14th > February > 2012 Archive
As expected, EU competition authorities and the US Department of Justice (DoJ) have cleared Google’s proposed $12.5bn merger with Motorola Mobility.
President Obama has revealed his proposed 2013 budget, and buried inside the $3.8-trillion wish list – along with tax credits for students, tax increases for the wealthy, cuts to the military, and other Republican bait – is $17.7bn for NASA that brings good news to some and bad news to others.
You can look at HP's new ProLiant Gen8 servers, but you can't touch. At the company's Global Partner Conference in Las Vegas this week, HP previewed some of the forthcoming machines' capabilities, but – much to the chagrin of hardware enthusiasts – didn't talk about the processors, system boards, and other "slots and watts" stats of the Gen8 iron.
ReviewWhy is black and white classier than colour? And should we want our phones, with their increasingly glorious screens, to mute their rainbow hues? It’s the arrival of LG’s third collaboration with Prada that’s raised these questions – a handset that favours an interface dressed mostly in black and white.
The Information Commissioner's Office has found that five local authorities have breached the Data Protection Act by failing to protect personal information about citizens.
Sepaton, the large enterprise deduping storage vendor, reckons its big boxes can replace lots of those pesky, seemingly continuously accumulating Data Domain mid-range boxes with a single system that does the job properly.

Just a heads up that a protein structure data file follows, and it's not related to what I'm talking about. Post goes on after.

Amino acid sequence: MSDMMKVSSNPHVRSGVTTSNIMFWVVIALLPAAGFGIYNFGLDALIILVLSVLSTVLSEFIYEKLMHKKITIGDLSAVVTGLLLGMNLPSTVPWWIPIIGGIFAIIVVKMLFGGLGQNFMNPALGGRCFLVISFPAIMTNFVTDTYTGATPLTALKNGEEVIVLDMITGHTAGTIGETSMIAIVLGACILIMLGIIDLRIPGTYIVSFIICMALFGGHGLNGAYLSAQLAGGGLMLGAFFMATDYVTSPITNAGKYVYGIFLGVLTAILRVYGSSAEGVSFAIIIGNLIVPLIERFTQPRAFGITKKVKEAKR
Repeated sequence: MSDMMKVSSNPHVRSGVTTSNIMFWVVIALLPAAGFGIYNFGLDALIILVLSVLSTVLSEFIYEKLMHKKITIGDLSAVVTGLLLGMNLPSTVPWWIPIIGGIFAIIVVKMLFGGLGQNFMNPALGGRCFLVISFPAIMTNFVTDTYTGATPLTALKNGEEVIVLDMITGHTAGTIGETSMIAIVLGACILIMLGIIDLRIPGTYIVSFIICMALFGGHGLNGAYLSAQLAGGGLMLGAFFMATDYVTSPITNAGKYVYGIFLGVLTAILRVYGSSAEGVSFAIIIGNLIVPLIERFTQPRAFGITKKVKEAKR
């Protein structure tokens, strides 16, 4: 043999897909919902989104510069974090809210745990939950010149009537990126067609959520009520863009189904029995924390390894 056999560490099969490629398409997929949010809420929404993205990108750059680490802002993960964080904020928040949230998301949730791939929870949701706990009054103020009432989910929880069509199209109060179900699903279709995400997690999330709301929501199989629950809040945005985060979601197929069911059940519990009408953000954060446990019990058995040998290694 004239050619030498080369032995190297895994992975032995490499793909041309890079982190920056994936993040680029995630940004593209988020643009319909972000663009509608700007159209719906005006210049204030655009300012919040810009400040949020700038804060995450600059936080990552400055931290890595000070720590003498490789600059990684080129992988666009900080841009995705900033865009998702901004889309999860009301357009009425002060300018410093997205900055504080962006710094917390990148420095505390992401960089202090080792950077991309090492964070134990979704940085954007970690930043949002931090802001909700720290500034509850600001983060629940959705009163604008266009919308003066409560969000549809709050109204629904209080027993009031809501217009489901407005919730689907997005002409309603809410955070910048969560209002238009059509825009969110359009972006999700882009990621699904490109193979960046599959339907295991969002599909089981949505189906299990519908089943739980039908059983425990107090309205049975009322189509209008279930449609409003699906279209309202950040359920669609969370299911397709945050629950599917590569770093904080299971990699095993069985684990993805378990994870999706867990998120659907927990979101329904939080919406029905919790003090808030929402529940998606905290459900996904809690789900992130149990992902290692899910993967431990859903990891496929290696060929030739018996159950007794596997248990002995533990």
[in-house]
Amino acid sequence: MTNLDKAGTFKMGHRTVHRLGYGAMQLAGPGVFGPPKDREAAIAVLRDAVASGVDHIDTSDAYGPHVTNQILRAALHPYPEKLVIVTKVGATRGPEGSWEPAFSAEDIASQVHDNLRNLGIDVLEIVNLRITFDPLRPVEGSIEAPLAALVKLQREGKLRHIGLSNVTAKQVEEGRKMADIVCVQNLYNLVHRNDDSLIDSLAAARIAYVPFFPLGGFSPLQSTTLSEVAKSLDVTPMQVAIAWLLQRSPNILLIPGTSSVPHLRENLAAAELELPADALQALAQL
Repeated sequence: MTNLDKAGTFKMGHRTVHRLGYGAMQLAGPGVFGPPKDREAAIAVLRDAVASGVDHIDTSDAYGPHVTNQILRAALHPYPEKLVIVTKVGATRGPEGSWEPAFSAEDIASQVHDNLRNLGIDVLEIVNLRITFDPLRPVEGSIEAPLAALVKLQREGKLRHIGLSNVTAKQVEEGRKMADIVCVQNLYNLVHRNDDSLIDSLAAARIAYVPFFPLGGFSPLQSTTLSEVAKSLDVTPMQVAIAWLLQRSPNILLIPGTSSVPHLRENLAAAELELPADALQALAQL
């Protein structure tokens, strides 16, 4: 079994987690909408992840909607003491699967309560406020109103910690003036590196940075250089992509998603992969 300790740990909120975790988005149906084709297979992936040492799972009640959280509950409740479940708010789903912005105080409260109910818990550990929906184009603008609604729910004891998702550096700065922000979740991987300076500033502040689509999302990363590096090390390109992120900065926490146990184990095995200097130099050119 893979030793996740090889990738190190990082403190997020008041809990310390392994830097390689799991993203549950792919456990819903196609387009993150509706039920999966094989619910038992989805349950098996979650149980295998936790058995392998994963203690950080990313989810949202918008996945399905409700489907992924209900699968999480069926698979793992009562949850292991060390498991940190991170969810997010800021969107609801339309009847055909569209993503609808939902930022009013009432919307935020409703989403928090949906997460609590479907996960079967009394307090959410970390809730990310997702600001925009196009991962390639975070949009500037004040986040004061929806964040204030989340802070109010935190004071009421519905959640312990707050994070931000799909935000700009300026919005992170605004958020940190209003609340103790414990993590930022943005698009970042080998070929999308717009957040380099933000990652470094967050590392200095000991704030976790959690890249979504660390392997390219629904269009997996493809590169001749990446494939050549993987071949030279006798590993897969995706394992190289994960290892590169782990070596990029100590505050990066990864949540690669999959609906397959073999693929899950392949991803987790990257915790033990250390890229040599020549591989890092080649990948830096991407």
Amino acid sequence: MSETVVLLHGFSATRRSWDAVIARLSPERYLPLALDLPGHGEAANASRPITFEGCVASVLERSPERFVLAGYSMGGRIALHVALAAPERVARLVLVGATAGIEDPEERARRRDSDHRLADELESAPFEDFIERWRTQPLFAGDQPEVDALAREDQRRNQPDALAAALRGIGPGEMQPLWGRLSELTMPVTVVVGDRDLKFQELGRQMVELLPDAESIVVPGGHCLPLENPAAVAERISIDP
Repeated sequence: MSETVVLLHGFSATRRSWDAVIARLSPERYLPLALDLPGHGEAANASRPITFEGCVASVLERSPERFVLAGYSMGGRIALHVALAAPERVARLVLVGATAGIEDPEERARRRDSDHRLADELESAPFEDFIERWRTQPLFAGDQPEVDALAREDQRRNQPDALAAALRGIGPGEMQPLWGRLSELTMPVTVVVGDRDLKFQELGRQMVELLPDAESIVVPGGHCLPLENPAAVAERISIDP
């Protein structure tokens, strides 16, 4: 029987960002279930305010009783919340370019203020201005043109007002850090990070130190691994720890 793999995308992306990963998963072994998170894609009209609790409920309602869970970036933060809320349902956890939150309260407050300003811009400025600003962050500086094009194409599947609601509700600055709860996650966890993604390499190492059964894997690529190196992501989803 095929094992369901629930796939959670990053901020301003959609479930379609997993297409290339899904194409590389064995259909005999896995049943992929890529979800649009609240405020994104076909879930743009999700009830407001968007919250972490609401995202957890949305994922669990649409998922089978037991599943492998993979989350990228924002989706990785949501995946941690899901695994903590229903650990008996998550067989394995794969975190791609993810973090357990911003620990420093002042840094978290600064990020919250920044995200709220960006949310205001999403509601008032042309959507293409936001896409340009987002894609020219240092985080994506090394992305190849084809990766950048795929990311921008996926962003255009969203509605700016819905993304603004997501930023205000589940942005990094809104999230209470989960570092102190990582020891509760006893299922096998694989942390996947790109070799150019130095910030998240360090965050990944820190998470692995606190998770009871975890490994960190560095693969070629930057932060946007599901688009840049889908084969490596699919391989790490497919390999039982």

FOSDEMThe recent FOSDEM was great this year, and Belgium still had beer left before, during and after. Still lots of people, though with an extra building open – it was a little less crowded. There were over 400 sessions on themes from Mozilla, Java, cross-distro and embedded to Ada and law.
AnalysisTrustwave's admission that it issued a digital "skeleton key" that allowed an unnamed private biz to spy on SSL-encrypted connections within its corporate network has sparked a fiery debate about trust on the internet.
Tesco is offering broadband for a mere £2.50 a month. It sounds like a good deal, but catches abound.
NSFW App of the Week
Microsoft has said it is investigating a niggling problem with an Internet Explorer 8 update that's disabling a number of Windows XP machines.
There was some welcome news for Apple in Asia this week after new figures revealed that the iPad is absolutely trouncing its rivals in the South Korean market, notably local hero Samsung and its Galaxy Tab device.
Asian moles have once again claimed Apple is working on a smaller version of its iPad tablet, but this time the diminutive gadget is said to sport an 8in rather than 7in screen.
The founder and CEO of the second most successful iSCSI array startup, LeftHand Networks1, is trying to do it again. He's chairing the board of another iSCSI startup: Starboard Storage, which is joining the hybrid SSD-HDD array party today. What's wacky about this is that ex-colleagues of his at LeftHand have also started up NexGen Storage, which is trying to pull off the same same trick. Starboard is aiming at the SME market, claiming it has optimised both for performance and cost per GB.